Chart Smarts: Squeezing Gains From This Toxic IPO Market
To most people, the shares of recent IPOs – new companies that become publicly traded for the first time – look red hot…
Again, to most people, double-digit gains in a day seem pretty impressive.
But I recommend you stay out of the IPO market… until it flashes the “buy signal” that I’ll show you in this alert. I’ll show you the buy signal in a moment.
But first, here’s why I recommend you stay out…
Despite the red hot start, if you bought shares of LinkedIn the day it started trading, you could be down more than 38% on the year – shares have been moving lower steadily since.
Likewise, if you bought Pandora at the height of Wednesday’s trading, you could be sitting on losses of 30%. Here’s another chart:
So much for buying a “hot IPO,” eh?
You see, the current slew of IPOs (and yes, there are many more in the pipeline) is predicated on hype and promise, not cold hard numbers. While that may fly in a more buoyant market, it’s a toxic situation given the weakness stocks have seen since the beginning of June. It’s something that I wrote about following LinkedIn’s IPO – hopefully you weren’t suckered into the new, hyped names that have started trading since.
All of that said, there is a way to profit in spite of weakness in the IPO market…
In fact, as I see it, the key is finding technically relevant levels on newly-public names. Let me show you a real-world example:
Trading IPO Names For Fun and Profit
Back in late 2010, Tesla Motors (NASDAQ:TSLA) was a lot like LNKD. Shares had gone public in late June of last year, only to peak on their first trading week and move lower over the next few months. But on October 20, 2011, my Penny Stock Fortunes colleague Greg Guenthner and I recommended buying shares – since then the position has rallied more than 40%.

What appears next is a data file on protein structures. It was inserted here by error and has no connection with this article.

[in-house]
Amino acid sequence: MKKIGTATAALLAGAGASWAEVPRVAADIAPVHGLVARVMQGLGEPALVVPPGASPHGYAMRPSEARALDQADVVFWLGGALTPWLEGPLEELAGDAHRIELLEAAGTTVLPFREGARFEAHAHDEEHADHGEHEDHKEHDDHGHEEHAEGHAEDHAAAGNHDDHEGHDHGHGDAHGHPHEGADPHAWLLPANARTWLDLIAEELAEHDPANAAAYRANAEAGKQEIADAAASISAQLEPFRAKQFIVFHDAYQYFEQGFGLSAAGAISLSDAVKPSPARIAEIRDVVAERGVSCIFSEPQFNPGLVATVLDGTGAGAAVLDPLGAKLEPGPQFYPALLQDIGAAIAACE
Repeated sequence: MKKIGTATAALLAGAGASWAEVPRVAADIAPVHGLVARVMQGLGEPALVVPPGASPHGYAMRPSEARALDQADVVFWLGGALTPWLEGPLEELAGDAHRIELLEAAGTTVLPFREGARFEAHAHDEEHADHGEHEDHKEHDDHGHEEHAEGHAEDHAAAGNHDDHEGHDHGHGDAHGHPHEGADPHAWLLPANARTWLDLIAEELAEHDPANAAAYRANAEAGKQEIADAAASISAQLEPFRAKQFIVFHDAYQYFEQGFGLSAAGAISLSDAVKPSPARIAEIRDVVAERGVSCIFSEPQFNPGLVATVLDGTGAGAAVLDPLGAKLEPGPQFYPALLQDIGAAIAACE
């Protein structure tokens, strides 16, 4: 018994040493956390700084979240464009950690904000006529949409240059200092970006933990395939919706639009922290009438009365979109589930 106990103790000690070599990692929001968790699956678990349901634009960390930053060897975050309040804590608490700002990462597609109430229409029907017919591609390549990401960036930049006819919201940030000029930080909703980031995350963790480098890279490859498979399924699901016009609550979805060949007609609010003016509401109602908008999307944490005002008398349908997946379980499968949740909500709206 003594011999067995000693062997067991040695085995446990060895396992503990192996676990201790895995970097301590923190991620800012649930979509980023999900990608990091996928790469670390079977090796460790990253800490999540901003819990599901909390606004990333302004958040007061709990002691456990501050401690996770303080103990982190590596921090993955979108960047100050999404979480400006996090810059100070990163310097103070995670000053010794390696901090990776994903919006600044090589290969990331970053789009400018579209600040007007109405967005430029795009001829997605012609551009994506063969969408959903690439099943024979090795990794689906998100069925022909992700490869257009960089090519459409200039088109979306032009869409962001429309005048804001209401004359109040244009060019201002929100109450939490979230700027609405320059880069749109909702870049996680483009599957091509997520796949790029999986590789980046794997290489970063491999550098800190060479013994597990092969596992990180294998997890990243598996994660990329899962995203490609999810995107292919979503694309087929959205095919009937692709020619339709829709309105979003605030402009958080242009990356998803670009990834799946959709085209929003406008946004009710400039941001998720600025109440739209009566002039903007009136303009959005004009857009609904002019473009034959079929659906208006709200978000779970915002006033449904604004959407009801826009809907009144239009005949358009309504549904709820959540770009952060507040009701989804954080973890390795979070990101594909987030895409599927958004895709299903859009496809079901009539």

So, what was the key to cashing in IPO gains on Tesla?
The first factor was quality. Even though Tesla’s fundamentals were nascent, the stock was offering a muted valuation relative to its potential. Still, investor exuberance can overpower a stock’s “story” any day of the week – to get the timing right, the stock still had to be a technically relevant buy. Take a look at its chart:
Even though shares of Tesla had only been public for a few months, the company’s chart told us a wealth about how the market was pricing this stock. After peaking, shares sold off to the $15 level, setting ultimate support. After that, shares carved out two more significant support levels (the thick white and red horizontal lines in the chart above) that offered us a good buying target and stop loss target respectively.
Simply put, support can be thought of as a “price floor” for shares of a stock. They’re levels where shares have found an intermediate bottom – that low point indicates that there’s a glut of demand for shares at that price.
In practical terms, a support level is the price where investors start to think, “Hey… that stock looks cheap!”
Support levels are often the lowest price a stock trades at (at least for a while) not surprisingly, then, investors want to buy shares close to support.
In short, a bounce off of support lines is the “buy signal” you should wait for when looking at these IPOs.
Even though buying Tesla was a long-term position, the factor that made this trade successful was the fact that we picked up shares when probabilities highly favored the demand side of the equation. That’s exactly the scenario that you should be shooting for on any IPO trade regardless of your time horizon.
From a technical analysis standpoint, LinkedIn is starting to look like Tesla did – but it’s still too soon to tell whether it will make a good buy. Shares still have yet to set a meaningful support level.
My recommendation: give the latest batch of IPOs a few months… wait for the “buy signal” to flash… and then look for a chance to buy just above support.
Start your free Tomorrow in Review email subscription...We Will Not Share Your Email Address
We Value Your Privacy